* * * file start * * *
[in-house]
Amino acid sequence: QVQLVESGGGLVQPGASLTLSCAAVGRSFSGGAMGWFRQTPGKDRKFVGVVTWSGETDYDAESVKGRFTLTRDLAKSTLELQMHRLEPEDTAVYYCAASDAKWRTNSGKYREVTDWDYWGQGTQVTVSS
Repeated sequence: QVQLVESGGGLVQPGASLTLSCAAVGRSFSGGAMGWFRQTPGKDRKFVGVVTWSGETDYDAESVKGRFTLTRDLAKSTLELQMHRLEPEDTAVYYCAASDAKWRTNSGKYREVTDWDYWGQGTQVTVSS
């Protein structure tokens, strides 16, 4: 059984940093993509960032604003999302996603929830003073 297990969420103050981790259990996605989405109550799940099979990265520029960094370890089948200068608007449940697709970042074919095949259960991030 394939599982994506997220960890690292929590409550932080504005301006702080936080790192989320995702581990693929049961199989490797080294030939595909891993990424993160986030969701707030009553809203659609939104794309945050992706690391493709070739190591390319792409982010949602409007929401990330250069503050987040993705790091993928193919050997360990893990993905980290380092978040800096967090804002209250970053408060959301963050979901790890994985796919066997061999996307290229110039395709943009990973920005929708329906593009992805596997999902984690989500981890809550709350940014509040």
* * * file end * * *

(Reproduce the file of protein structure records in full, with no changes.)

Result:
[in-house]
Amino acid sequence: QVQLVESGGGLVQPGASLTLSCAAVGRSFSGGAMGWFRQTPGKDRKFVGVVTWSGETDYDAESVKGRFTLTRDLAKSTLELQMHRLEPEDTAVYYCAASDAKWRTNSGKYREVTDWDYWGQGTQVTVSS
Repeated sequence: QVQLVESGGGLVQPGASLTLSCAAVGRSFSGGAMGWFRQTPGKDRKFVGVVTWSGETDYDAESVKGRFTLTRDLAKSTLELQMHRLEPEDTAVYYCAASDAKWRTNSGKYREVTDWDYWGQGTQVTVSS
């Protein structure tokens, strides 16, 4: 059984940093993509960032604003999302996603929830003073 297990969420103050981790259990996605989405109550799940099979990265520029960094370890089948200068608007449940697709970042074919095949259960991030 394939599982994506997220960890690292929590409550932080504005301006702080936080790192989320995702581990693929049961199989490797080294030939595909891993990424993160986030969701707030009553809203659609939104794309945050992706690391493709070739190591390319792409982010949602409007929401990330250069503050987040993705790091993928193919050997360990893990993905980290380092978040800096967090804002209250970053408060959301963050979901790890994985796919066997061999996307290229110039395709943009990973920005929708329906593009992805596997999902984690989500981890809550709350940014509040």